Antioxidant capacity and antimicrobial activity of selected aromatic Egyptian plants Promising raw materials for “superfoods” and dietary supplements
Selected plants of interest in traditional diets were examined in order to determine their phenolic composition, their antioxidant capacity and their antimicrobial activity. The antioxidant capacity of the extracts and of the isolated polyphenols compounds were determined with the Rancimat test using sunflower oil as substrate (the PF factor was determined), the FRAP assay and the DPPH assay (IC50 was determined). The antimicrobial activity of the extracts against selected microorganisms was also investigated using the disc diffusion method. The plants, Acalypha wilkesiana, Cassia nodosa and Ficus benjamina exhibit the most potent antimicrobial activity against all selected pathogenic microorganisms such as E. coli and L. monocytogenes. These results suggest that the plants selected for this study have properties that require attention for their potential health effect and for possible applications in food products, nutraceuticals and dietary supplements.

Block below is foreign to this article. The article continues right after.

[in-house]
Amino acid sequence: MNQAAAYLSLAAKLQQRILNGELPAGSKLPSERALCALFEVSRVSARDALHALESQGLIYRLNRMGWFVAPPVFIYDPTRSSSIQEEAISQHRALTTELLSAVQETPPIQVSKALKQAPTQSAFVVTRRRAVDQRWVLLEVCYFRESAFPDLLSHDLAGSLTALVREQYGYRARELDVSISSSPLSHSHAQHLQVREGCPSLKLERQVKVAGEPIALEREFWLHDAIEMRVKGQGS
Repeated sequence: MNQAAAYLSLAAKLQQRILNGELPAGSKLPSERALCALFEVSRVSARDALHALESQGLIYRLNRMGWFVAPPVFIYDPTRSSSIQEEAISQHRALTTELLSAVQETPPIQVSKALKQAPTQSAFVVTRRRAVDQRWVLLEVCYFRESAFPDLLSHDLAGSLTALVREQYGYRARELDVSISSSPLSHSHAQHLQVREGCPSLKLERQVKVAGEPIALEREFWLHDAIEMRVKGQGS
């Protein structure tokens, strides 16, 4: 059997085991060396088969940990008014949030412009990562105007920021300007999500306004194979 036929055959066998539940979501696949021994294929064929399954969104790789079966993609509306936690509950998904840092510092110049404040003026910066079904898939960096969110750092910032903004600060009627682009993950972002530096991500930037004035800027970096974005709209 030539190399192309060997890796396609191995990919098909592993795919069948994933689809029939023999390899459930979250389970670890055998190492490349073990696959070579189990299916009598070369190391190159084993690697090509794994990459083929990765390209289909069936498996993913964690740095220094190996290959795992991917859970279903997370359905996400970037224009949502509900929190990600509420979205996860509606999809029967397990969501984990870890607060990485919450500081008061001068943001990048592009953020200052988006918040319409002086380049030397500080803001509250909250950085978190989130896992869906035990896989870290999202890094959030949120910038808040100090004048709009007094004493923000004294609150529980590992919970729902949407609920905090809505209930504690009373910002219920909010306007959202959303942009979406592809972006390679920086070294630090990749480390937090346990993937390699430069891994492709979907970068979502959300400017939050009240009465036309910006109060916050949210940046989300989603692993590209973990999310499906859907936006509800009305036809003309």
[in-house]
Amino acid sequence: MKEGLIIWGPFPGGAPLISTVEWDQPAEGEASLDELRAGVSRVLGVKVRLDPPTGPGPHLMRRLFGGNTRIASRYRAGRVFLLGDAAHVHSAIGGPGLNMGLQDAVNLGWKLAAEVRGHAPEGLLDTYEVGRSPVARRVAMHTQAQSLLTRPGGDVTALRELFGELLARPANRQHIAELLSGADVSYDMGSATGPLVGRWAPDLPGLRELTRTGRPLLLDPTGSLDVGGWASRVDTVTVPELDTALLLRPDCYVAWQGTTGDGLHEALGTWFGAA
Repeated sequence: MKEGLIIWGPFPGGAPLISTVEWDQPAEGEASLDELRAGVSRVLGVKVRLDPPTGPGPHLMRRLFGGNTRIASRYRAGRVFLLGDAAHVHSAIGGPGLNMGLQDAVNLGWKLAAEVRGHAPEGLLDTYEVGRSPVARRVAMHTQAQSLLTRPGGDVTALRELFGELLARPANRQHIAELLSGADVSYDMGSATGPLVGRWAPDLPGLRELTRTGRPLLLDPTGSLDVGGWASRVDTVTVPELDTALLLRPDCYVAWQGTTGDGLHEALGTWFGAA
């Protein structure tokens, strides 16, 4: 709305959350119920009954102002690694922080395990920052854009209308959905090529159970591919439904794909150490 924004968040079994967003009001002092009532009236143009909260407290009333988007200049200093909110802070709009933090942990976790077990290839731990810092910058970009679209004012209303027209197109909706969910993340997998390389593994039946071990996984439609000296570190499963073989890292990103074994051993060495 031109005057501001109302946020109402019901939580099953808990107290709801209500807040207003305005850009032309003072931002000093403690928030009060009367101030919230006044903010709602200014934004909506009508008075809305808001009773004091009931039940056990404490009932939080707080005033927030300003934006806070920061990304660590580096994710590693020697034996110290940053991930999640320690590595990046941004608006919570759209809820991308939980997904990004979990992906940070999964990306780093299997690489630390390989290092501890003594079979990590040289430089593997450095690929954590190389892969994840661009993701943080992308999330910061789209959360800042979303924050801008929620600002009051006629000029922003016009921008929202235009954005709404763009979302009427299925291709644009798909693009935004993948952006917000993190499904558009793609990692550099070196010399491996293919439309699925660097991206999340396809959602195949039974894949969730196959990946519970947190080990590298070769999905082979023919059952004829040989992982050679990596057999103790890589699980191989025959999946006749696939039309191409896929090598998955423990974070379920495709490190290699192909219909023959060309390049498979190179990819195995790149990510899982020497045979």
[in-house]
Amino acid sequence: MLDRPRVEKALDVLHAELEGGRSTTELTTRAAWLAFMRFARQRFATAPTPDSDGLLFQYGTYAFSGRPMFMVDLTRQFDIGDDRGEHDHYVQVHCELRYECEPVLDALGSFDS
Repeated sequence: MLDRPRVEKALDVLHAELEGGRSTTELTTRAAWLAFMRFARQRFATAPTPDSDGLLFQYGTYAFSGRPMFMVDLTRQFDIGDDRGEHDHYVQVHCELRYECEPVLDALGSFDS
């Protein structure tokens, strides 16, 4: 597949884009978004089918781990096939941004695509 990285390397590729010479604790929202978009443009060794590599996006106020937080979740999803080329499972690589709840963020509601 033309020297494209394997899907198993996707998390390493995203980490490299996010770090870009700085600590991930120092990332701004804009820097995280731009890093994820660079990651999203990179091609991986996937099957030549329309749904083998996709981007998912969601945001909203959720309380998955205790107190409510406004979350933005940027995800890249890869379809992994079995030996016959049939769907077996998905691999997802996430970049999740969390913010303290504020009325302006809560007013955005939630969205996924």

Lipid oxidation occurring in food products is one of the major concerns in food technology. It is responsible for rancid odors and flavors of the products, with a consequent decrease in nutritional quality and safety, caused by the formation of secondary, potentially toxic compounds. In order to limit these undesirable effects various methods have been proposed. Besides physical processes, such as oxygen removal and refrigeration, the use of substances that decrease the rate of these oxidation processes plays an important role. Antioxidants, especially those naturally found in plants have been largely viewed as effective tools in the fight against oxidation, whereas in the search for naturally occurring ones, herbs and sp